The guest blogger for this post is none other than Ken Graham, who is a Chartered Accountant and Managing Director of Kenneth Easby Limited. The information mentioned in this blog does not necessarily reflect the views and opinions of Gale and Phillipson.
In many circumstances the value inherent within a business may mean that it is the most significant asset which an individual possesses.
It is therefore absolutely crucial that sufficient time and effort is spent in organising the individuals’ exit from that business in order to maximise value.
An individual should work closely with his advisers to determine how and when to market the business and to whom. Very broadly, purchases can be divided into three broad categories:
i) Existing/future management
ii) Trade connections (be they suppliers, customers, or competitors)
The individual should look to put in place a quality and trusted management team below him as this can do a number of things. It can allow him to spend time away from the business knowing it is in safe hands. It also has the impact of potentially adding significant value to the business. Any prospective purchaser will look to establish how reliant a business is on its owner and in general the more independent it is of him then the higher the business is likely to be valued. This is a major factor to take into account when valuing a business.
It also offers the prospect of a sale of the business to the management in due course.
Whenever we are asked to advise on the options concerning an exit then a review of the management team is a key element of that process.
A sale to the management tends to have some features distinct from other options. Firstly, the management should be very knowledgeable about the business so detailed briefings on the business are not necessary.
However, a typical feature is that the management may well not have the financial resources to pay for the business upfront. Here a balance needs to be struck between getting the management to make a serious financial commitment so as not to walk away if initially the business does not prosper in their hands but not to burden them with too much debt. In many situations the vendor may need to leave a sizeable proportion of the consideration for the business outstanding. A delicate balance needs to be struck here.
Selling to trade connections introduces its own considerations. In this situation the vendor will need to take great care over the disclosure of confidential information which a trade related third party could use to its advantage if for whatever reason the sale does not proceed.
However, it is often possible to maximise the value on a sale to a competitor as in many situations a trade competitor can obtain savings as a result of merging businesses/obtaining economies of scale which are not available to other purchasers and hence can allow an individual to negotiate a higher price.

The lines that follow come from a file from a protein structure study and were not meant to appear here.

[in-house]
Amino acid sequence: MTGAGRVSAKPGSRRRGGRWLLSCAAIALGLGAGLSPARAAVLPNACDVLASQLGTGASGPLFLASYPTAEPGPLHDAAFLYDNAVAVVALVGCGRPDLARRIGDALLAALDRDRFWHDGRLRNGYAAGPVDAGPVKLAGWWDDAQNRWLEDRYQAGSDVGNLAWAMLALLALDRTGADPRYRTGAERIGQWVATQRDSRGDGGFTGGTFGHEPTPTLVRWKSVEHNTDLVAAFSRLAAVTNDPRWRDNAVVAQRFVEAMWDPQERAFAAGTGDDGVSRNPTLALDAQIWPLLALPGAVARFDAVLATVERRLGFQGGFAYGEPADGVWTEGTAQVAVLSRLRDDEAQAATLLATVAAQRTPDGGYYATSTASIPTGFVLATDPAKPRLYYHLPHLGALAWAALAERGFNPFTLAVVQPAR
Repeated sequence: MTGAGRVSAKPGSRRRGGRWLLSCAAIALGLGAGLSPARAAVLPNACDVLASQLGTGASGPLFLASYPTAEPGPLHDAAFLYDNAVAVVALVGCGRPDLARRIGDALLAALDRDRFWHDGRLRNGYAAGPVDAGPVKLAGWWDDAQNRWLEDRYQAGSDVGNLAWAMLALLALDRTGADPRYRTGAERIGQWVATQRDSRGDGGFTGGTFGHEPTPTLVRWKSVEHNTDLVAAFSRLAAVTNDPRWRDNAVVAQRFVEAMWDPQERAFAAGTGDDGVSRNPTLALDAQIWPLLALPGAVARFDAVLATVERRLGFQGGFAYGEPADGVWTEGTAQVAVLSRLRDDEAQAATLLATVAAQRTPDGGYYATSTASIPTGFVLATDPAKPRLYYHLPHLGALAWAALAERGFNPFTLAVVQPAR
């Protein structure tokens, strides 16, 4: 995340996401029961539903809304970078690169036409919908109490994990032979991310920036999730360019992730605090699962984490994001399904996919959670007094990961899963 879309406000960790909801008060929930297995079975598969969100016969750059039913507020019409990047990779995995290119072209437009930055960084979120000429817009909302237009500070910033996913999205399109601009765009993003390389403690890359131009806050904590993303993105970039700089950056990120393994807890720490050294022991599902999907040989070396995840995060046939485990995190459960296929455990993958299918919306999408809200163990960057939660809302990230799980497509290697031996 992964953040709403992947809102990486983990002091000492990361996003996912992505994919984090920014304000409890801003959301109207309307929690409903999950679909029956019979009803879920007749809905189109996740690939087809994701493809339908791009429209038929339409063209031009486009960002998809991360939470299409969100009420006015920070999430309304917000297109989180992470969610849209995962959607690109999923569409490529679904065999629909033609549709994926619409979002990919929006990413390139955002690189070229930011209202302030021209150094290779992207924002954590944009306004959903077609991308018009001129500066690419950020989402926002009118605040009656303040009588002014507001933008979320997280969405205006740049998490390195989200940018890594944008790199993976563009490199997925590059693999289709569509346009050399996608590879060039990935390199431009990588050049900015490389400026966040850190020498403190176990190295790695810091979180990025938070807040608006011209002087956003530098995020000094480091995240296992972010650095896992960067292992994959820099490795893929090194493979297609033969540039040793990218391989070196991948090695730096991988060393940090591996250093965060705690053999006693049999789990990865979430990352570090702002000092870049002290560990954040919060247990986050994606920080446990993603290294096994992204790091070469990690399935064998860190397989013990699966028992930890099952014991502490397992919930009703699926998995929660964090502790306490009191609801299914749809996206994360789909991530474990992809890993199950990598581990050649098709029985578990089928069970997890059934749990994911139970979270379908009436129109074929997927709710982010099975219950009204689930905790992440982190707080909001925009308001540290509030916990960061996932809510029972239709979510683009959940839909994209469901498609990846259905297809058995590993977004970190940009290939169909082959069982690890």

A trade related purchaser typically has significant existing knowledge which can also ease the process in a sale.
The extent to which it is possible to sell to the third category of potential buyers “others” depends very much on the nature of the business and the extent to which it is possible for someone to step in and own the business without any significant existing trade related knowledge.
A final but very important consideration is taxation. Capital gains tax will apply on the sale of a business and care is needed to structure the sale to minimise capital gains tax and hence maximise the final net return to the individual. Substantial sums of tax can be saved by reviewing the tax structure of a business in the run up to a sale.
An individual typically only goes through the sales process once in his business life and adequate time and resources should be dedicated to the process to ensure the best possible outcome.
If you are passing on your business to a family member it may be useful if you read our factsheet on succession planning.
See Kenneth Easby Limited’s website here:
The content of this blog is for general information only and should not be considered advice. Information is based on our current understanding of tax legislation. Tax treatment depends on individual circumstances and may be subject to change in the future. Professional advice should always be sought prior to making any decisions or taking any action. All details were correct at the time of writing.
Reference – BL037 – Oct – 18